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There has been talk recently of how we should be handling the lifetime of the System.Net.Http.HttpClient.

This article http://byterot.blogspot.co.uk/2016/07/singleton-httpclient-dns.html says that we should use it as a singleton, but we need to be careful about ensuring the connections are properly closed otherwise DNS changes won't be honoured.

I came up with the following message handler which can be injected in to an HttpClient to take care of setting the connection lease for each distinct scheme + host combination.

public class ServicePointManagingMessageHandler : HttpClientHandler
{
    private readonly ConcurrentDictionary<Uri, ServicePoint> _uriCache = new ConcurrentDictionary<Uri, ServicePoint>();
    private readonly int _oneMinuteInSeconds = (int)TimeSpan.FromMinutes(1).TotalSeconds;

    protected override Task<HttpResponseMessage> SendAsync(HttpRequestMessage request, CancellationToken cancellationToken)
    {
        if (request.RequestUri.IsAbsoluteUri)
        {
            var baseUri = new Uri($"{request.RequestUri.Scheme}://{request.RequestUri.Host}");

            _uriCache.AddOrUpdate(baseUri, uri =>
            {
                var sp = ServicePointManager.FindServicePoint(uri);
                sp.ConnectionLeaseTimeout = _oneMinuteInSeconds;

                return sp;
            }, (uri, point) => point);
        }

        return base.SendAsync(request, cancellationToken);
    }
}

Usage:

var client = new HttpClient(new ServicePointManagingMessageHandler());

I am wondering if the concept of intercepting the URI's as they come in to the HttpClient will allow the HttpClient to safely be used as a singleton without any of the issues listed in that article.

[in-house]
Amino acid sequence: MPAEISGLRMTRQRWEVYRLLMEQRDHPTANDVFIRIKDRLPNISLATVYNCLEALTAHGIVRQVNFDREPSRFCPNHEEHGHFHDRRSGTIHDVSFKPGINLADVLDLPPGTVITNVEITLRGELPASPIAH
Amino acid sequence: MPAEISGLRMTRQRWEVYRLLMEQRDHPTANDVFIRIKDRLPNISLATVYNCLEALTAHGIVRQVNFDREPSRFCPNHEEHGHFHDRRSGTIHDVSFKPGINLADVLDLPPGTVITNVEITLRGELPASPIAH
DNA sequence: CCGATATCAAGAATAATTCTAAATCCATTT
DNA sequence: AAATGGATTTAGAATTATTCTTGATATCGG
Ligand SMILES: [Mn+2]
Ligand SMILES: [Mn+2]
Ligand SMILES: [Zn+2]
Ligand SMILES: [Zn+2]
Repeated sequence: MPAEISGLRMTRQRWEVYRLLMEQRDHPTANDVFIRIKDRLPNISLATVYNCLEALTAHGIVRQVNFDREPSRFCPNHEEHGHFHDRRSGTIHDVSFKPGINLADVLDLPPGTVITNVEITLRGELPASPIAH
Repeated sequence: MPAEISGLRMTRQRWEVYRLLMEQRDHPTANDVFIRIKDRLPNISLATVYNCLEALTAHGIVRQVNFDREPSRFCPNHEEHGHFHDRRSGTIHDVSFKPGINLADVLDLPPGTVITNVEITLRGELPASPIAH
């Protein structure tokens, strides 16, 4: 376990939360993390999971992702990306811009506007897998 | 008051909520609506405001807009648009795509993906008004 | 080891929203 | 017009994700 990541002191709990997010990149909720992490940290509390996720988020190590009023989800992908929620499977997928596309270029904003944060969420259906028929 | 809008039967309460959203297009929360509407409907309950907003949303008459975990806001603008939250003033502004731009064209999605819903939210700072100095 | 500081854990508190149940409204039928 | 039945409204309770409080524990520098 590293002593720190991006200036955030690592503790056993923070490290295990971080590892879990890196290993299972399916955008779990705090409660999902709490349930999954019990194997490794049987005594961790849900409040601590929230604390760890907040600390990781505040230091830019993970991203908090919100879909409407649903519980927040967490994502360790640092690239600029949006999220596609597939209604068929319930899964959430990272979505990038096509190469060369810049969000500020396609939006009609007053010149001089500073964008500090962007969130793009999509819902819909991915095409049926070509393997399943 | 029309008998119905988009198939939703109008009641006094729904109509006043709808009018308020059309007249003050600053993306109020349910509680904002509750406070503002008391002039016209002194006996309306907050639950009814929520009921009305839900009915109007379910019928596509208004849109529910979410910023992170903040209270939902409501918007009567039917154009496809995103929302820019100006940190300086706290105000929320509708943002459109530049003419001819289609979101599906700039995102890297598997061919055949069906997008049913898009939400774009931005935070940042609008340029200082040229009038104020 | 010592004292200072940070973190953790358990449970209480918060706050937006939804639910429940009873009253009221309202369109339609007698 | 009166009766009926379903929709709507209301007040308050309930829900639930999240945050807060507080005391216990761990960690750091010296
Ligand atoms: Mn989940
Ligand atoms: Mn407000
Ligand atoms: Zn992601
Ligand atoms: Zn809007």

This gets around needing to know all hostnames that you might connect to at startup by intercepting calls - if people agree with this approach then it seems like it should become the accepted way to use the HttpClient for standard cases.

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    \$\begingroup\$ Hm, you are asking a question, yet there is not a single question mark to be found :). It would be good to state what specifically you'd like to get reviewed \$\endgroup\$
    – ChrisWue
    Sep 2, 2016 at 8:51
  • \$\begingroup\$ @ChrisWue obviously the entire thing. \$\endgroup\$ Sep 2, 2016 at 9:15
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    \$\begingroup\$ @ChrisWue I thought the question is always the same: how can I make my code better/prittier/faster/s.o.l.i.d-er etc... ;-) \$\endgroup\$
    – t3chb0t
    Sep 2, 2016 at 9:33
  • \$\begingroup\$ Haven't been active here for a while, but people were always encouraged to be more specific in terms of being a bit more specific what areas of review they like. I suppose this isn't a lot of code. \$\endgroup\$
    – ChrisWue
    Sep 2, 2016 at 9:34
  • \$\begingroup\$ Ha good point. Looks like I left a bit off the end explaining why I've written this - let me revise \$\endgroup\$ Sep 2, 2016 at 10:22

1 Answer 1

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Just a few things:

  1. You have already named the variable _oneMinuteInSeconds - I'd say you don't gain much by initializing it via a TimeSpan the way you do it. Just saying _oneMinuteInSeconds = 60 would be good enough since it's quite clear what the 60 stands for.

  2. Actually, according to MSDN the ConnectionLeaseTimeout is set in milliseconds as such your code is of by a factor of 1000 regarding the timeout (why the framework designers have not consistently used TimeSpan everywhere is a bit of a mystery to me).

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  • \$\begingroup\$ Cheers - I'll fix those up. Do you agree with the general concept of putting this logic here? The article mentioned running this code for each hostname that you think you will connect to - I am trying to intercept the calls so you don't have to do that \$\endgroup\$ Sep 2, 2016 at 10:22
  • \$\begingroup\$ @JamesHulse: Hm, sorry but I don't know enough about the internals of the HttpClient to assess that. \$\endgroup\$
    – ChrisWue
    Sep 3, 2016 at 1:31

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